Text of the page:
• I am diagnosed with depression and never ADHD.
      I am no anti-depression.  Get busy and exercise is great way to fight depression.  Fish oil is good for the brain.  So I think you are doing the right thing.

      Take care.

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    • 0 votes vote up vote up

      (華娃娃) ChinaDoll wrote Apr 12, 2011
    • I am not sure.  You may want to talk to your shrink.  Is that new after you start taking new meds?  Is it stress related?  Is it migrain?  How’s your alignment in your neck and back?  There are so many variables.  

      I think fish oil is great for brain cell development.  

      Wish you the best.  heart

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    • 0 votes vote up vote up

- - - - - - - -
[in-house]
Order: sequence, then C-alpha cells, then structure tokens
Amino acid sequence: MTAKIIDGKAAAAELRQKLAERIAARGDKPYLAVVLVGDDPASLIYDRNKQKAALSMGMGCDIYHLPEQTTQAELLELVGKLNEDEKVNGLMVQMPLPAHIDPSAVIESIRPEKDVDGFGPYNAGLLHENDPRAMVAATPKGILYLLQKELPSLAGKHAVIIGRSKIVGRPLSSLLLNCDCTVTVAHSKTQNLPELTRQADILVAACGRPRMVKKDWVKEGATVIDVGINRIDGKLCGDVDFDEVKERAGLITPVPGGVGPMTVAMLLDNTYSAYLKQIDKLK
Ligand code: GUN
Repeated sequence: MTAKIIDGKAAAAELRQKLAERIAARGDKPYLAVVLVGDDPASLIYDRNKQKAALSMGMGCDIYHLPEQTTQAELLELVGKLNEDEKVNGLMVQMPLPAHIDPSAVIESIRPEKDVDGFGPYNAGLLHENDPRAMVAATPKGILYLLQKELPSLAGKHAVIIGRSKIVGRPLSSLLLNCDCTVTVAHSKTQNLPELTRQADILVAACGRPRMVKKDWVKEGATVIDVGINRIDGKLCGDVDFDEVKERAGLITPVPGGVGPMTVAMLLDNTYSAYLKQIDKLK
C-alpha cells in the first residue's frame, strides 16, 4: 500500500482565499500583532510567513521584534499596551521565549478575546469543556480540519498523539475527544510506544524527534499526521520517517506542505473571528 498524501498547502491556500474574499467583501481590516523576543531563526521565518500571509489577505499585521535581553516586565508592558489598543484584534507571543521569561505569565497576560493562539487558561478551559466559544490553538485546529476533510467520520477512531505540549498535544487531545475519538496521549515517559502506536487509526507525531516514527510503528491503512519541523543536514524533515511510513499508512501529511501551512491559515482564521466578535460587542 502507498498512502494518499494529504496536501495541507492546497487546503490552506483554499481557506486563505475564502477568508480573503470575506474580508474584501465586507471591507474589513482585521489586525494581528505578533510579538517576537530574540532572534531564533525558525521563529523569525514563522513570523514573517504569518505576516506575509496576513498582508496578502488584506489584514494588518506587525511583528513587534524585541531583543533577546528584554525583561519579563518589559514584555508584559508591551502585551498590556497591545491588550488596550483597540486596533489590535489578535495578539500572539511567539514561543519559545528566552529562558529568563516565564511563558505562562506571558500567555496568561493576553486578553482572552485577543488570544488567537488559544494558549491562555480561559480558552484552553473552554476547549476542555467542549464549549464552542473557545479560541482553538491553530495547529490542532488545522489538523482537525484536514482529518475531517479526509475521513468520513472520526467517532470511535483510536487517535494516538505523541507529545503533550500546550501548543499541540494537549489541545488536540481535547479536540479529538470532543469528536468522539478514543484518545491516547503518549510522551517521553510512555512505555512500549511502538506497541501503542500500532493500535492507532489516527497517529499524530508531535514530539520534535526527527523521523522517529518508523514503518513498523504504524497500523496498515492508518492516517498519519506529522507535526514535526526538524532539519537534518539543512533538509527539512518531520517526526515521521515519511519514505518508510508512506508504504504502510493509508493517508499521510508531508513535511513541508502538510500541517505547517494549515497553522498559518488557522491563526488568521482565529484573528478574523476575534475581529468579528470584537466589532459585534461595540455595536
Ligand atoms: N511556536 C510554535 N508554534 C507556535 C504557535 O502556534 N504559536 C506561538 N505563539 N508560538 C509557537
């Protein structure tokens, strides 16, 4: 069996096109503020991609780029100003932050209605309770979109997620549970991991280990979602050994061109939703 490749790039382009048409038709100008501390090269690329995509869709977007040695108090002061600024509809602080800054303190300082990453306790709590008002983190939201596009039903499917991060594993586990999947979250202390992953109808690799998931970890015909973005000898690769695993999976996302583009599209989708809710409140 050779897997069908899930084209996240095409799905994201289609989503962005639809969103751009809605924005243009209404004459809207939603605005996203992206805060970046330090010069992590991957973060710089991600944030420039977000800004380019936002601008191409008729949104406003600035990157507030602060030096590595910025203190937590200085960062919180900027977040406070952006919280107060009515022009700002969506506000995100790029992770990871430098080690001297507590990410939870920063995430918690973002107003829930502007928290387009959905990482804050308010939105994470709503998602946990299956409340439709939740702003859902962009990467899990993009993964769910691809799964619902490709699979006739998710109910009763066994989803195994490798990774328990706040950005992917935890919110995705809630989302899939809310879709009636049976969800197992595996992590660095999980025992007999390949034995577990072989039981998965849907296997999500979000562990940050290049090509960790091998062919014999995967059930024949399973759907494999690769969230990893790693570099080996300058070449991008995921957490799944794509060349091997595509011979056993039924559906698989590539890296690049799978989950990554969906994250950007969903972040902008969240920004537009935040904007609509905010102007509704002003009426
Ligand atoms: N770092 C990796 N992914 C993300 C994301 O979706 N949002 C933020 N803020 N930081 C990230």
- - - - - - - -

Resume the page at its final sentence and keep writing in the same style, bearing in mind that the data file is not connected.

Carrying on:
Diane17 wrote Apr 12, 2011
    • Yes, I was diagnosed with depression and could not work for a month.  Therapy and drugs is what got me out of that was really bad, but I’m happy to say that I’m not in therapy or on meds anymore.  I wasn’t on meds that long anyways..maybe a few months.

      I do get depressed from time to time but usually it’s short-lived and has to do with something bad happening like my cat dying, being in a car wreck, etc. which is a normal reaction.

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    • 0 votes vote up vote up

      Cathie Beck wrote Apr 12, 2011
    • Last weekend I was talking with my brother and he told me that I’m “Just like mom“. No, I never laid down on the couch to sleep the day away and avoid my children. I didn’t regret having my children to the point of neglecting them and leaving them to fend for their self and take care of each other, which meant doing our laundry, cooking, getting ourselves to school, etc. To me, that sounds like serious depression.